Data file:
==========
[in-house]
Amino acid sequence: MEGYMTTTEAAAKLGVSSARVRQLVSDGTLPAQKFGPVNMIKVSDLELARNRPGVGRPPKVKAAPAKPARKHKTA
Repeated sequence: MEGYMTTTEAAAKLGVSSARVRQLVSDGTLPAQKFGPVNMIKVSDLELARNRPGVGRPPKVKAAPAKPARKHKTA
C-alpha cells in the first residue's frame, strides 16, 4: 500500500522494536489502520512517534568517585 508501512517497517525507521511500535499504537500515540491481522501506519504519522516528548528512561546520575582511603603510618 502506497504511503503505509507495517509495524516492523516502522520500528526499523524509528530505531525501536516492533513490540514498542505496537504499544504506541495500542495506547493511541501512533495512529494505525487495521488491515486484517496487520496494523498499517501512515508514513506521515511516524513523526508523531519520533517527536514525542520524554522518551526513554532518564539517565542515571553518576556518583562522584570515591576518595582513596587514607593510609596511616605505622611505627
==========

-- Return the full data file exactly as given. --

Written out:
[in-house]
Amino acid sequence: MEGYMTTTEAAAKLGVSSARVRQLVSDGTLPAQKFGPVNMIKVSDLELARNRPGVGRPPKVKAAPAKPARKHKTA
Repeated sequence: MEGYMTTTEAAAKLGVSSARVRQLVSDGTLPAQKFGPVNMIKVSDLELARNRPGVGRPPKVKAAPAKPARKHKTA
C-alpha cells in the first residue's frame, strides 16, 4: 500500500522494536489502520512517534568517585 508501512517497517525507521511500535499504537500515540491481522501506519504519522516528548528512561546520575582511603603510618 502506497504511503503505509507495517509495524516492523516502522520500528526499523524509528530505531525501536516492533513490540514498542505496537504499544504506541495500542495506547493511541501512533495512529494505525487495521488491515486484517496487520496494523498499517501512515508514513506521515511516524513523526508523531519520533517527536514525542520524554522518551526513554532518564539517565542515571553518576556518583562522584570515591576518595582513596587514607593510609596511616605505622611505627